Each Friday I compile a list that highlights five things you probably missed in the news that week and why you should care about them.
Here’s your list for the week of March 12:
1. Sheriff used $750K in prison foodservice money to buy beach house
Etowah County (Ala.) Sheriff Todd Entrekin took home more than $750,000 in money that was budgeted to feed prison inmates—and it’s not illegal. The money was used to purchase a $740,000 beach house, according to a report from NRP. I’m sure you’re asking yourself at this point how this could be possible. According to a Depression-era law, sheriffs in Alabama can “keep and retain” any unspent money on prison foodservice accounts. The sheriffs are allowed to keep the money as personal income. In the event there is a shortfall, the sheriff is personally liable for covering the shortfall. Sheriff Entrekin had this to say: "The law says it's a personal account and that's the way I've always done it."
2. Sodexo announces new schools, university head
Satya Menard has been promoted to global CEO of the school and universities division of Sodexo. He had been the CEO of service operations. Menard, who will be based in the US, has been with Sodexo for 20 years, most recently coordinating operations in food, facilities management, supply chain, and information services and technology.
3. Increased security following hospital cafeteria armed robbery
There will be an increased police presence inside the cafeteria at William P. Clements University Hospital on the campus of U.T. Southwestern in Texas following an armed robbery Tuesday night. Police said no one was hurt and no shots were fired, and they are unclear about whether the man took anything from the cafeteria.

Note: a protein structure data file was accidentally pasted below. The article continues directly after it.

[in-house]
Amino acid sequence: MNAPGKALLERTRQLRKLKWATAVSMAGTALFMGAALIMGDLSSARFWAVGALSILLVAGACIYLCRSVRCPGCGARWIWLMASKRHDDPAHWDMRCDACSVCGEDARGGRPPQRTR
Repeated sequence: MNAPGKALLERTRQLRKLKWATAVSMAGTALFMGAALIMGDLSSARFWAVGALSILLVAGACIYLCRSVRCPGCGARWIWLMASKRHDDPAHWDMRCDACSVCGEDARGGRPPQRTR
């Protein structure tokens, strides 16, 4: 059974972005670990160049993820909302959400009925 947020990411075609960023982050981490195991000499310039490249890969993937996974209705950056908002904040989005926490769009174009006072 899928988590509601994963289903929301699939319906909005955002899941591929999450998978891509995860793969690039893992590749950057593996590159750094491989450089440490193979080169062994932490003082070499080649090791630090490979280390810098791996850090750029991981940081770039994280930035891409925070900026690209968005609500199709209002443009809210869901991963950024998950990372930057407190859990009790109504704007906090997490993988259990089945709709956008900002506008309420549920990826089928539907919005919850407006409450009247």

Read more: Increased Security at UT Southwestern After Armed Robbery Inside Cafeteria
4. OK food bank to support student food needs in case of teacher walkout
Last month teachers across the entire state of West Virginia walked out. And that meant students who rely on school meals had to find other sources for food. The state stepped up. Districts, teachers, local community organizations and churches all helped feed students during the strike. Now, it seems students in another state, Oklahoma, might have the same issue if teachers walk out. The Community Food Bank of Eastern Oklahoma is working on a coordinated effort to provide meals in case of school closures. That plan would include an increase in food truck sites and setting up other delivery methods.
Read more: Food bank working to support children if school closures occur
5. Study finds 20% of U Maryland students food insecure
One in five students at the University of Maryland are food insecure, a new study of nearly 5,000 undergraduate and graduate students has found. Those students who reported being food insecure also reported higher levels of stress and depression and were more likely to report negative impacts on their education, including withdrawing from classes. Students who were more likely to report being food insecure were first-generation college students, international students, students who live off campus, and racial or ethnic minority students.
Bonus: Vote for 2018 Menu Madness